A View from the White House: Richard Wirthlin, President Reagan's pollster, takes seriously those recent polls that show Sen. John Glenn (D-Ohio) running stronger as a presidential candidate since his announcement April 21.

One danger to former vice president Walter F. Mondale, Wirthlin told reporters yesterday, would be an "early breakout" by Glenn that would "quickly erode" Mondale's major asset, his support from leaders of Democratic organizations. "The Democrats really want to win in 1984," he said, and could drop Mondale if he seemed to be fading.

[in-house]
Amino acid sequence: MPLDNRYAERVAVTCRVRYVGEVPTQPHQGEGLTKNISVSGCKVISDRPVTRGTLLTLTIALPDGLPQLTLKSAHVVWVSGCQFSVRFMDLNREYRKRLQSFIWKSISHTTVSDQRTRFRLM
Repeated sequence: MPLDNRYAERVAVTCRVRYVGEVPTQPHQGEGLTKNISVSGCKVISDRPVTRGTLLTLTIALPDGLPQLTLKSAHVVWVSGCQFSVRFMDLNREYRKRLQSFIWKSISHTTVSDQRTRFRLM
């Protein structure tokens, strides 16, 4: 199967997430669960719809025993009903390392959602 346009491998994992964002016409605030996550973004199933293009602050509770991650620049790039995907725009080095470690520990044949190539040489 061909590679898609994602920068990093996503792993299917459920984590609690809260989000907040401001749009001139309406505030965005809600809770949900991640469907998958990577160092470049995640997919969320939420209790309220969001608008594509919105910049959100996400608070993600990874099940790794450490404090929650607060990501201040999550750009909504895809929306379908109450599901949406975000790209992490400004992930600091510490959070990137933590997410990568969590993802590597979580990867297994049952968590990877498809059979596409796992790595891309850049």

He said Mondale has two liabilties: his connection with the Carter administration and the "Faustian decision" to take positions appealing to party constituencies in the primaries "that can make him seem the candidate of special interests in the general election." Glenn, he continued, carries "less baggage," but "also has to prove himself" and will be "blind-sided a couple of times between now and the end of the year" by unexpected issues or problems.

Glenn apparently is beginning to fear that he may be peaking too early. He reportedly told some Democrats that he is worried that his candidacy is moving too fast and he would like to slow it down a bit.